We have reached that time of year again when our farming efforts are focused on growing for local wholesale distribution. We have started picking and shipping green kale, red Russian kale, purple kale, collards, and rainbow Swiss chard. We hope you will enjoy the great taste and health benefits of these leafy greens.
Our Greenhouse Plant Sale is over. Thanks to all who found their way here and bought our plants. All our plants are grown in Vermont Compost Company potting soil, which has yielded terrific results once again. Thanks are due to Karl Hammer and his his crew for such a reliable product.
We no longer grow strawberries for Pick-Your-Own. I am growing some for my own freezer, and if I have any extra will sell them through the Plainfield Coop. Dog River Farm, south of Montpelier on Rt. 12, is the nearest PYO operation.
Spring has sprung, and we are at it again. We are growing a variety of vegetable crops for local wholesale distribution, primarily to Plainfield Coop and Hunger Mountain Coop. Much of our crop land will be in soil building crops this year. We are proud of our commitment to organic farming methods. Organic farming is the best system for preventing nutrient runoff into our waterways, and it grows great tasting food. Shop the coops, buy Littlewood Farm produce, and help the the environment.
Never a lack of things to do. We have been working hard, whenever the rains have relented, to mechanically cultivate and hand weed. No point in letting the weeds take over. Easier by far to get them out when thy are young.
Another important project has been to keep up with the application of approved organic pest controls to minimize crop damage from insects. We always scout first, then use the correct product. Many of the sprays we use are bacterial diseases of insects. Some just interfere with feeding of the insect, or make it hard for them to molt. All for a better organically grown product.
We have had to go back over many plantings and replace plant nutrients that have been carried off by the rains. Overall, our efforts have been sucessful, and we are delivering freshly picked kale and chard to Hunger Mountain Coop 3 times a week.
Cherry tomatoes and green peppers coming soon!
It’s just a fabulous time to be on the farm these days. Our seedling sale is going well and allowing Justin and I to meet so many of our wonderful neighbors. We’ve moved our watermelons and muskmelons out to the retail greenhouse and have added more flowers, tomatoes and lettuces on the benches. We’ve got lots of Sun Golds for everyone!
Beyond the Seedling Sale there are lots of other exciting things growing on. Look for our delicious pink rhubarb at Hunger Mountain Coop in Montpelier! We’re preparing to transplant our cherry tomatoes into one of the greenhouses and next week we’ll be clearing greenhouse #4 of all the spinach in preparation for more tomatoes! As I write Justin is out seeding two beds of carrots.
The sunny weather these past two days has been perfect for many people’s least favorite task: weeding. Often maligned, still more often ignored, weeding is actually a great opportunity to walk the fields and look closely at your crops and your soil. If you have the right tools for your body and your style, weeding can be fun! Justin and I got our hoes from Johnny’s just in time to try them out in the swiss chard and new carrots.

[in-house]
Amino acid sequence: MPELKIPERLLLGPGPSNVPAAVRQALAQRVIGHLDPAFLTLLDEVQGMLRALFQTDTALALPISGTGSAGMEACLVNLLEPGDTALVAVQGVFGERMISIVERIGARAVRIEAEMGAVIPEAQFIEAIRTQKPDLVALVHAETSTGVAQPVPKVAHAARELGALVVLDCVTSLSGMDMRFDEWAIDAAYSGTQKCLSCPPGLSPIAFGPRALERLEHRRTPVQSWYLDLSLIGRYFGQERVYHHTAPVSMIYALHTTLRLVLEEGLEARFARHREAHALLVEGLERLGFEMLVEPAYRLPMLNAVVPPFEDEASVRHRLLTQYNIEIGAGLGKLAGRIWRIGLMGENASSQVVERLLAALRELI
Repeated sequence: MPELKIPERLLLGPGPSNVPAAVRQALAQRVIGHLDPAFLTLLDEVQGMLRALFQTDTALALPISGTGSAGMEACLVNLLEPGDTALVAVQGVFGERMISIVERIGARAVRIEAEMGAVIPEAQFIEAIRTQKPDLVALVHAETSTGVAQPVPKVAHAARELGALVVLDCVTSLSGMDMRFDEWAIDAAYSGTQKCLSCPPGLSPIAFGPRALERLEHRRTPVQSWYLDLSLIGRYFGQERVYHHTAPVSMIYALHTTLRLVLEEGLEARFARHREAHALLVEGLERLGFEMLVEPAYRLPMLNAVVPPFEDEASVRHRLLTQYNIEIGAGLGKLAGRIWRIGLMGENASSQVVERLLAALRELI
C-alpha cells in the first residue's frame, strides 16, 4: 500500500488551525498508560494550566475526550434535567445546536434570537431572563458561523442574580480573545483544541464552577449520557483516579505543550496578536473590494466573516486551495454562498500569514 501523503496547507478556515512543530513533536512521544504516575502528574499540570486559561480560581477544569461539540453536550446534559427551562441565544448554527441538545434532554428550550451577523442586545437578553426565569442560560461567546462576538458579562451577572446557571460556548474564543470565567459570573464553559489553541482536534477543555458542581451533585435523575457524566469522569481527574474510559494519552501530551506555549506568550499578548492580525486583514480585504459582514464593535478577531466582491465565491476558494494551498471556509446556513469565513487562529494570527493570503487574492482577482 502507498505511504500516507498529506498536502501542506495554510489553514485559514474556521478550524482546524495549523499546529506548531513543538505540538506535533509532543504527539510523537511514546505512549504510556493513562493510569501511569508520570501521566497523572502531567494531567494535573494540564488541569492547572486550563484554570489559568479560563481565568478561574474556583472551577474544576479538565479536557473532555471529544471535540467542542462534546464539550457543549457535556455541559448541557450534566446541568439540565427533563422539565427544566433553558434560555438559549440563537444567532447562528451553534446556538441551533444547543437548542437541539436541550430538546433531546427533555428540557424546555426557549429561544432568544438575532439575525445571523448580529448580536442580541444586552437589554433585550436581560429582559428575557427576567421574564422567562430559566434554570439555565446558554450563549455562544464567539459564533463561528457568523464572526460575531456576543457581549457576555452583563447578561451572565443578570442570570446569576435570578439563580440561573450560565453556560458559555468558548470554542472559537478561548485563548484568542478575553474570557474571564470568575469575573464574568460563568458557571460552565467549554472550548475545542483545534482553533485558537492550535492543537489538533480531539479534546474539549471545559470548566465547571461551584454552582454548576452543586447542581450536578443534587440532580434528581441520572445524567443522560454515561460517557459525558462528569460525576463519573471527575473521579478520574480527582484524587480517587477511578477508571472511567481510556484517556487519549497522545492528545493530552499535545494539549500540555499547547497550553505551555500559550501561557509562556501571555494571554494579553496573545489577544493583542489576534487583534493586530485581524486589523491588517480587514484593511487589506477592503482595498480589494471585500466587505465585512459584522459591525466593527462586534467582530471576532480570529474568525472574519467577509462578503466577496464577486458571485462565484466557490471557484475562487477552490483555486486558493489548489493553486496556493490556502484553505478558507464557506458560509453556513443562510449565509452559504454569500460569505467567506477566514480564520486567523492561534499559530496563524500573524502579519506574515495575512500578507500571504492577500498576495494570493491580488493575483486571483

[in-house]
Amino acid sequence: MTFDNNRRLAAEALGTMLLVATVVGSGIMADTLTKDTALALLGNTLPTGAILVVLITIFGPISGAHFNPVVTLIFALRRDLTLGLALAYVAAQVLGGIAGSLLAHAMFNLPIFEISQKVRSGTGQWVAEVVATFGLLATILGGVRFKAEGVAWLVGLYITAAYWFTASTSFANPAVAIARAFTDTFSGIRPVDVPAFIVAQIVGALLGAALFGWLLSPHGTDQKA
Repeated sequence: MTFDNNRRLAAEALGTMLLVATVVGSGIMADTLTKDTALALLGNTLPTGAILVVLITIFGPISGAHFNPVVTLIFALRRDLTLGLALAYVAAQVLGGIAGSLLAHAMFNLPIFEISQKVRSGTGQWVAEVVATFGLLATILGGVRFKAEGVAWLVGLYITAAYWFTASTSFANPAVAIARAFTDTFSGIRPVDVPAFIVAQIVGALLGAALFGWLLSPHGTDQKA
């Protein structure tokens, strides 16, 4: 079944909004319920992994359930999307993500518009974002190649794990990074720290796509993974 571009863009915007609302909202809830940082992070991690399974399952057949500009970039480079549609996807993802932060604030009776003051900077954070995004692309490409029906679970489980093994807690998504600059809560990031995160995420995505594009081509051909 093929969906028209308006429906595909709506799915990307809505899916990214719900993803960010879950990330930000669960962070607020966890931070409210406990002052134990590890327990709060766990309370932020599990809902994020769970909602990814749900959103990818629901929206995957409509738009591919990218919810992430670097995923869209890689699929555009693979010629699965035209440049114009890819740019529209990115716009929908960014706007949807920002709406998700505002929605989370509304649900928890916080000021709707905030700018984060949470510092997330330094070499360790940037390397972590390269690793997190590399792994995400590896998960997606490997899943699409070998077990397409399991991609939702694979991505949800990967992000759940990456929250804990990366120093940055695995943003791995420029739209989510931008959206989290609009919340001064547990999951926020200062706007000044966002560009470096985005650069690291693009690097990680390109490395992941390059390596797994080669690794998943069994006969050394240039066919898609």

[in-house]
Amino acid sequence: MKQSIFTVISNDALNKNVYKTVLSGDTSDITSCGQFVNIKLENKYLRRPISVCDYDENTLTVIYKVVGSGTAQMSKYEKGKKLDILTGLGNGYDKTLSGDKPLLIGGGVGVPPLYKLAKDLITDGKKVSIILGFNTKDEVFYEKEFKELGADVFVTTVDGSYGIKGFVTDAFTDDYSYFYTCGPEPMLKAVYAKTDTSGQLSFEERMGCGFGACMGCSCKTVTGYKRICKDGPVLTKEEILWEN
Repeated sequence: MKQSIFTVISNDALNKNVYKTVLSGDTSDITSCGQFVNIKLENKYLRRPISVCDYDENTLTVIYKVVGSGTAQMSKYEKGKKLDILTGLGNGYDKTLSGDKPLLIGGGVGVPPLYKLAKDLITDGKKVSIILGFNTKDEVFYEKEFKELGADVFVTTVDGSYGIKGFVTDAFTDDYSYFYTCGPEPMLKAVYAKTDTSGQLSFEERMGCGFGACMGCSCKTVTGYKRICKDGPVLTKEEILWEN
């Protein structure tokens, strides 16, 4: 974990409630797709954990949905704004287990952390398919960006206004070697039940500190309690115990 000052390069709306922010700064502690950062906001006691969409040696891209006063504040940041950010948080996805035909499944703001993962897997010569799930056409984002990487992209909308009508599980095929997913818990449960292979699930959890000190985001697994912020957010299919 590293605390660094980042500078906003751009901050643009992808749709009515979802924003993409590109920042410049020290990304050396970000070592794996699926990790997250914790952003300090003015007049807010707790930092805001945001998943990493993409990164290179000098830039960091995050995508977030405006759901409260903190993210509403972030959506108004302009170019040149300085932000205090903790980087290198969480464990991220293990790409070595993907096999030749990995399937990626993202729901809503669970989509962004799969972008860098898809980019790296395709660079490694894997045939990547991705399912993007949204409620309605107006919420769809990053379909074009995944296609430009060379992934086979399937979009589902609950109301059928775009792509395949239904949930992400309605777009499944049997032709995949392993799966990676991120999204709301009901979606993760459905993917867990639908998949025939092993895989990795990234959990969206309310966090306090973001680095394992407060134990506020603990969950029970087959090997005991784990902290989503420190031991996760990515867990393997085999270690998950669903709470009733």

Elsewhere, the peas have been trellised and my little garbanzo bean plants have been thinned and weeded. And the strawberries have tons of white flowers!
The Barre Farmers’ Market begins tomorrow! The market goes from 3-6:30pm, rain or shine… so bring an umbrella to ward off these showers! It’s downtown in City Hall Park, right in front of the Opera House. Come out to meet all the vendors and scope out our products!
Littlewood Farm will bring yummy spring greens: lettuce and baby spinach, braising greens and bunched mustards, bunched arugula and cilantro; as well as asparagus and rhubarb, organic dry black beans, and a selection of our organic plant seedlings. The black beans are a really exciting product for me; if you’ve never had “fresh” dried beans, then you’re in for a treat. They cook up much faster than store-bought dried beans but it’s the taste that really highlights the difference. They are incredibly creamy and rich! This year we’re going to be growing a couple different varieties of dry beans and a variety of garbanzos. I’ll update you on their progress as the season goes on. For now, we have some gorgeous black beans that Joey grew last year on the farm and we’ll be bringing them to market in 2-cup containers.
Littlewood Farm’s Seedling Sale Begins Saturday!
Saturdays and Sundays, 9am – 2pm
Wednesday- Friday, 4pm – 6pm
We are positively swimming in plant starts and getting them labeled and organized for the beginning of the sale on Saturday. Cool-loving crops like broccoli, cauliflower, red and green cabbage, onions, leeks, pansies, and lettuce have already moved outside. They’re ready to plant now!
Inside the greenhouse are our warm-loving crops like tomatoes, eggplant, peppers, winter squash, cucumbers, and pumpkins; as well as flowers like cosmos, marigolds, calendula and the next round of cabbages, kales, and lettuce.
Don’t forget, we have Variety Descriptions for all the eggplant (traditional Italian, mini, Asian) , melons (red, yellows, multicolored, large, small) , tomatoes (cherry, grape, slicer, hybrid, heirloom, paste) and peppers (bell, horn-shaped, green, red, orange, sweet, hot). There are a lot of choices! We’ll also be around to answer any specific questions you may have. See you at the sale!